Wanted marks actor-choreographer-director Prabhu Deva’s directorial venture into Bollywood. For this, he chose to remake his own Tamil-language superhit movie, Pokkiri. In doing so, he brought with him a tried and tested script and all the machinations of a mainstream production that had previously worked. Adapting it to the sensibilities of North-Indian cinema’s audience could not have been too difficult – Wanted plays through and through like a contemporary formula movie. It has the required quota of star-power, song-and-dance sequences that have been shot overseas, the right amount and range of humor (subtle to crass), a glamorous female lead, and very importantly, an interesting villain. Not much time is wasted in melodrama or establishing back-stories. Instead, Prabhu Deva gives a scene-to-scene movie that is only interested with moving forward. His intentions with the movie are made ample clear within the first few scenes – Salman Khan’s Radhe faces a score of goons in a warehouse. As he single-handedly bashes them up while the head-goon scampers like a mouse, Prabhu Deva uses freeze-frame, wire-stunts and CGI to make the violence deliberately unrealistic and cinematic, and in some occasions, humorous. The rules of the movie have been set – align your beliefs, or you might just as well walk out.
The staying power is primarily what Salman Khan brings to the movie. Arguably, the biggest "star" in Bollywood today, he carries the movie on his well-built shoulders on the basis of his charm and charisma – something he exudes in this movie without his regular garb of designer labels or spit-shine grooming. In his trademark style, Salman Khan delivers one-liners that pack as much a punch as his physical comedy. Wanted is also Salman Khan’s first action movie in over a decade, yet he eases into the role quite well, credit for which should also be shared with Prabhu Deva and his co-star, south indian veteran Prakash Raj. Portraying the main villain, National-award winner Prakash Raj’s spectacular Bollywood major-role debut as the colorful and quirky Ghani Bhai comes as a splash of cold water on the score of bland villains that Bollywood mostly burdens us with. Ghani Bhai is, as he calls himself, an "International Don" and lives as one who likes a good laugh. This doesn’t make him any less fearsome, just one who is wonderfully entertaining to watch. Prakash Raj uses wacky and exaggerated expressions for his villainous role, further steeping the movie into escapist entertainment.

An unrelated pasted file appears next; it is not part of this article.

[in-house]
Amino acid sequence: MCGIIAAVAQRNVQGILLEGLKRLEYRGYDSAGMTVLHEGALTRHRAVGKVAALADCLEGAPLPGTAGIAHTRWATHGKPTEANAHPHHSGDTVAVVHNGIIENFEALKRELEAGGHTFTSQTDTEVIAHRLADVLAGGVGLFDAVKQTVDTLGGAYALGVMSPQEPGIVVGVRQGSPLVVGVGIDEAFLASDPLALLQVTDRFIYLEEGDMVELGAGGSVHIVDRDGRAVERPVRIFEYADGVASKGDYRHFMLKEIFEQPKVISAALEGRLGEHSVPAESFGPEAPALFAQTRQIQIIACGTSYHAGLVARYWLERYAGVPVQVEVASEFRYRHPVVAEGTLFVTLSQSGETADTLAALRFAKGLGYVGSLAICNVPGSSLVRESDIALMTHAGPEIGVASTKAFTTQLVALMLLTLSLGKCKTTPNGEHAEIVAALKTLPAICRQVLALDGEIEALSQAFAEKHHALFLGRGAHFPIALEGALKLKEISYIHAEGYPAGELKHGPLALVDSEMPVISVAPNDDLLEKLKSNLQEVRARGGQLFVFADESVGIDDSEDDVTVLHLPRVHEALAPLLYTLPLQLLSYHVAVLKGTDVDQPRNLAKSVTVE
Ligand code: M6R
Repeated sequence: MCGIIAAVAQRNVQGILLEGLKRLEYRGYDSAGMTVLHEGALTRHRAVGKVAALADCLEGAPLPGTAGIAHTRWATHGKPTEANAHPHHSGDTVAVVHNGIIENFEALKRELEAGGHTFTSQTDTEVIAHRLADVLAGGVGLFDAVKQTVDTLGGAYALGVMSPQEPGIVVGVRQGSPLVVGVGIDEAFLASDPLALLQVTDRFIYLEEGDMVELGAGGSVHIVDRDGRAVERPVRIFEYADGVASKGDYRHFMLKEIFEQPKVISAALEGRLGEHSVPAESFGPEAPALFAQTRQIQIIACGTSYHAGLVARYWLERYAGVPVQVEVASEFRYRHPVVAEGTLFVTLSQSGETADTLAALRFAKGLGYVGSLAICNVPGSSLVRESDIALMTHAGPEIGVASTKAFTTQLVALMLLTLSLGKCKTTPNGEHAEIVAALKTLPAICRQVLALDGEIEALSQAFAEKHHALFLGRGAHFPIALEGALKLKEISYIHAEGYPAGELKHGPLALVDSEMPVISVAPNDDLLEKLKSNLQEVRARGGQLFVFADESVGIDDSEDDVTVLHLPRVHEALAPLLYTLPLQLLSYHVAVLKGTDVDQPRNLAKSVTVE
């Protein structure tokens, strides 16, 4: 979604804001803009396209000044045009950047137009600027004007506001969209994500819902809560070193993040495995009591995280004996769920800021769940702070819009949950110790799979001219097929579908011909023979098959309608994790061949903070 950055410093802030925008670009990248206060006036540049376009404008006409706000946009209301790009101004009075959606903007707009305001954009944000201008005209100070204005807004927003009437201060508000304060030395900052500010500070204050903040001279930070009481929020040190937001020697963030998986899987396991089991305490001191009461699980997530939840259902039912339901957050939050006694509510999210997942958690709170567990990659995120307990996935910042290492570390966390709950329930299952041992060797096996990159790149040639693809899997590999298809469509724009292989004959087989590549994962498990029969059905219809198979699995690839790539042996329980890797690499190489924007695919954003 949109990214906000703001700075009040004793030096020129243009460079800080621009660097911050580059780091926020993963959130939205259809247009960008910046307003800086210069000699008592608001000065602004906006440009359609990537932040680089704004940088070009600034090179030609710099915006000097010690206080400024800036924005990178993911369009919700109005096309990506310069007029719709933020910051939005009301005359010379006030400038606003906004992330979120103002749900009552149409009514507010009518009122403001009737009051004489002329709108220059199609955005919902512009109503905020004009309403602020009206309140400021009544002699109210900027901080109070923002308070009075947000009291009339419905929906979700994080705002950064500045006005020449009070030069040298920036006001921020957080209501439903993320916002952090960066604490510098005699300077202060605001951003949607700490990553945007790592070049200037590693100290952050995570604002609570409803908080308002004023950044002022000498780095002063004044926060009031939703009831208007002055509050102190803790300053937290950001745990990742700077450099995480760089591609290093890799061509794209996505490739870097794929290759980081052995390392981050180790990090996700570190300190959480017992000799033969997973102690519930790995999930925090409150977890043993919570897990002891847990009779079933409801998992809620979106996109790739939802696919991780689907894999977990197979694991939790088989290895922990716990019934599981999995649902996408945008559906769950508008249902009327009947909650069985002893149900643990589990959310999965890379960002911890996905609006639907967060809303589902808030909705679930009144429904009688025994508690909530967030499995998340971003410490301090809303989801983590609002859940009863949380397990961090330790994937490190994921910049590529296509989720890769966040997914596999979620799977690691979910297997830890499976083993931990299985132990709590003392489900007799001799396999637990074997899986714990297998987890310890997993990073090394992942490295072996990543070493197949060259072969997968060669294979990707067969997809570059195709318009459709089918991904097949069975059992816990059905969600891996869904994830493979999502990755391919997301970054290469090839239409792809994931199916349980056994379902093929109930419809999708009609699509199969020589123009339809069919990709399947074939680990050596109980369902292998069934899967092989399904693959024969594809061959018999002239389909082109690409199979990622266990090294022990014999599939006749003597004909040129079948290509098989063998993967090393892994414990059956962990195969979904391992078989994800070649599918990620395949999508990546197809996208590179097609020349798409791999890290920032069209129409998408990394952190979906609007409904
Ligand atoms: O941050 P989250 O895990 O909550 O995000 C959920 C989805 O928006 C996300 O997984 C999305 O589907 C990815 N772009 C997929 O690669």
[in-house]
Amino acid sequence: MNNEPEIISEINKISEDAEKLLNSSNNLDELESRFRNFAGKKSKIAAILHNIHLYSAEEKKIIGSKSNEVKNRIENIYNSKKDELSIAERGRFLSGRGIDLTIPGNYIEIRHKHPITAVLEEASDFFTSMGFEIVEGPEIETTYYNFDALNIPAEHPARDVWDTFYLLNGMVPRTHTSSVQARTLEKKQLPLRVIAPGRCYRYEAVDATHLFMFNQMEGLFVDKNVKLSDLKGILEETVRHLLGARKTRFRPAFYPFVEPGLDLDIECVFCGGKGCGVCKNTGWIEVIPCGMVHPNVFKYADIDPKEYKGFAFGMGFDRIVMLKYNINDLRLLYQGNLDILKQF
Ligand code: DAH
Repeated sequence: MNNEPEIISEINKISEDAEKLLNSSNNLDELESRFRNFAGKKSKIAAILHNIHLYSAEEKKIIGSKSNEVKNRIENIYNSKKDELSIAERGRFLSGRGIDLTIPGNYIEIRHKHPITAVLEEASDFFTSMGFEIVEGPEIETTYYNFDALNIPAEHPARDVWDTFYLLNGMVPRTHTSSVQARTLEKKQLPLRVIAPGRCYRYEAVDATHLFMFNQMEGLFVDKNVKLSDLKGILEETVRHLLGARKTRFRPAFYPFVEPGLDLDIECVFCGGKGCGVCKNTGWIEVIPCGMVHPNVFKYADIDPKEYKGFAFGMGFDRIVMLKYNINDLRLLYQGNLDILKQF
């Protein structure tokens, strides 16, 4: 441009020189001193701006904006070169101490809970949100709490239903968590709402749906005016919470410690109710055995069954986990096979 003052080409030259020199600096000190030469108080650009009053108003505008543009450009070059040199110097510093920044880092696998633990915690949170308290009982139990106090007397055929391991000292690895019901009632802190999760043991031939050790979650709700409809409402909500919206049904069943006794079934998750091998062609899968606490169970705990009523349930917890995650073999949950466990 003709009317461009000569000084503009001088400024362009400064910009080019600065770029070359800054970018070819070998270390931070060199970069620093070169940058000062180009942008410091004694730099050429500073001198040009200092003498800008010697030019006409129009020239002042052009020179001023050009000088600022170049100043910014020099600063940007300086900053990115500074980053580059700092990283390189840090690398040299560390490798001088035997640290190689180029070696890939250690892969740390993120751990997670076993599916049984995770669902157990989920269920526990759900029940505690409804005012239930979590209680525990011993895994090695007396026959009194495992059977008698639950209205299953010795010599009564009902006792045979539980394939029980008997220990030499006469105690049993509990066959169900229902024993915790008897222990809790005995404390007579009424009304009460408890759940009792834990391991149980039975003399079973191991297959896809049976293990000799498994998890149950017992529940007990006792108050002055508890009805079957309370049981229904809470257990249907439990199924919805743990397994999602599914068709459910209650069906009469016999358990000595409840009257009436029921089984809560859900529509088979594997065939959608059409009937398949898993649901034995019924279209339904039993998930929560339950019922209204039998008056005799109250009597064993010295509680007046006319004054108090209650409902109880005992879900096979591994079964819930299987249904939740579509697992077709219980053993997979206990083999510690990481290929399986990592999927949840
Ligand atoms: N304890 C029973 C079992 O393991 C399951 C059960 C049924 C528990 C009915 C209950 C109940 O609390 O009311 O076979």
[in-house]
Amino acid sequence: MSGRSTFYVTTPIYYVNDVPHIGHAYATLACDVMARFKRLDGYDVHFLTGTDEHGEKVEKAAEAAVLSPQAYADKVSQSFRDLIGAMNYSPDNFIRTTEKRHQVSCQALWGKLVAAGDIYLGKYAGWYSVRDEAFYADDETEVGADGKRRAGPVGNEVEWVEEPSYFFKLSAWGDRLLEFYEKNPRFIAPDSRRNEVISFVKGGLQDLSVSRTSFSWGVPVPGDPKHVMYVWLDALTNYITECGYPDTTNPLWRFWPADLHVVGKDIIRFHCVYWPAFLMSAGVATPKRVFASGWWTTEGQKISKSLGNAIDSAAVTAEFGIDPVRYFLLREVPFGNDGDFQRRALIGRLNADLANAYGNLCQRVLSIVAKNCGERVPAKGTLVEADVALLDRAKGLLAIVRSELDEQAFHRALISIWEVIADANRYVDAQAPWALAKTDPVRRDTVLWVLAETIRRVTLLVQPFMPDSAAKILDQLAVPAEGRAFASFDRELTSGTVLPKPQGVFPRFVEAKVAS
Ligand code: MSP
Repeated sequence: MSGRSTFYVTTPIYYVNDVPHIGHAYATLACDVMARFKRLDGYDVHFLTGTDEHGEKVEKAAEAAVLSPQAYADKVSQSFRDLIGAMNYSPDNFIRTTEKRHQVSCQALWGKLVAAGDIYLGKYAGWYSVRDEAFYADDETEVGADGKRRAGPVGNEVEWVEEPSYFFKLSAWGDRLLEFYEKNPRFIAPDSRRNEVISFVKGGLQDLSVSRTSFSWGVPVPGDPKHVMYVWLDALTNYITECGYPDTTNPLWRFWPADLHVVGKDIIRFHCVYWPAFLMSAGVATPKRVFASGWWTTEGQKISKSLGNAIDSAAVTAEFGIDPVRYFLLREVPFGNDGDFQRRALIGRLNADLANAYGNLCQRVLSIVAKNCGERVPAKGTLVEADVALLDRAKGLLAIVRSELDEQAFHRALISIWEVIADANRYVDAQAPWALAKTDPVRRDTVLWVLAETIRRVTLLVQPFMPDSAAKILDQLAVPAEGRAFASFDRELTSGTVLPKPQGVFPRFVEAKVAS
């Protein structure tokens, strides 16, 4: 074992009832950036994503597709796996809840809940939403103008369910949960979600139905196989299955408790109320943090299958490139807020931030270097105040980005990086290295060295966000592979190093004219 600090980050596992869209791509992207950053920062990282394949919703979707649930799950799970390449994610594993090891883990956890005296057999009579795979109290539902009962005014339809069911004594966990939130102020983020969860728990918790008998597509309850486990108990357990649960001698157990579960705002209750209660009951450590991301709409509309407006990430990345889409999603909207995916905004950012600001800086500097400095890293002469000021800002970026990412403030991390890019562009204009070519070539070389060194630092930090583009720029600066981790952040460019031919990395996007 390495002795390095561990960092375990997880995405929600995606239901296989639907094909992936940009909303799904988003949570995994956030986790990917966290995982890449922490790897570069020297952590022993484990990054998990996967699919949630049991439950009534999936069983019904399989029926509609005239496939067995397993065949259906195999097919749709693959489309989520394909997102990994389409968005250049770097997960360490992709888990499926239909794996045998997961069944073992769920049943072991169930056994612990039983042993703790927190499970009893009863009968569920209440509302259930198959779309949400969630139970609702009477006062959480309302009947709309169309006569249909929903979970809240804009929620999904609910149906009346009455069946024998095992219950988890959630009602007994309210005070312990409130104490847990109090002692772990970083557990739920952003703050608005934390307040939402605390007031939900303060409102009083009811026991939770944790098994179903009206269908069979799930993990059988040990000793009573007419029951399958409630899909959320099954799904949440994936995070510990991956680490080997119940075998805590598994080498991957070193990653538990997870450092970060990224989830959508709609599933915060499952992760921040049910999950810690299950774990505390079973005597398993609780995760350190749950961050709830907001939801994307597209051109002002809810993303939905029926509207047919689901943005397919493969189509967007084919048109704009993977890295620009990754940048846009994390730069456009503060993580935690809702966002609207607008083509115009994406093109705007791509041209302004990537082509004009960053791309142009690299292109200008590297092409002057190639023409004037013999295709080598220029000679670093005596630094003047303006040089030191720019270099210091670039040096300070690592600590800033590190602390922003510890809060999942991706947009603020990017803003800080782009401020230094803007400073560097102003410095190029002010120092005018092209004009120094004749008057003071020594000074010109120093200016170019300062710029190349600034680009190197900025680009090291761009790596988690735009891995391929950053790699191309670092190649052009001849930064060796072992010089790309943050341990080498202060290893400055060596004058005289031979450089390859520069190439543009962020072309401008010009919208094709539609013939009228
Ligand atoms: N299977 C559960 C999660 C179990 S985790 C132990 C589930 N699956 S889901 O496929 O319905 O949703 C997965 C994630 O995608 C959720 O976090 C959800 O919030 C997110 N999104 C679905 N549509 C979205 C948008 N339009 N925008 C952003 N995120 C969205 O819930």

Being possibly the most well-known dancer in India, Prabhu Deva does not disappoint his fans or the expectations his name sets by populating the movie with enough fast-choreographed numbers to whet anybody’s appetite. He also makes a cameo (to loud applause) along with Govinda and Anil Kapoor in a song early on in the movie, as they accompany Salman Khan and numerous back-up dancers for an elaborate routine. As a director, he enriches the movie with ample varied flavors to appeal to the Indian movie audience. In doing so, he invariably alienates those looking for sophisticated or meaningful cinema. But to be fair to Prabhu Deva and his movie, he’s not looking to please them anyway.
My rating --> 3.5 of 5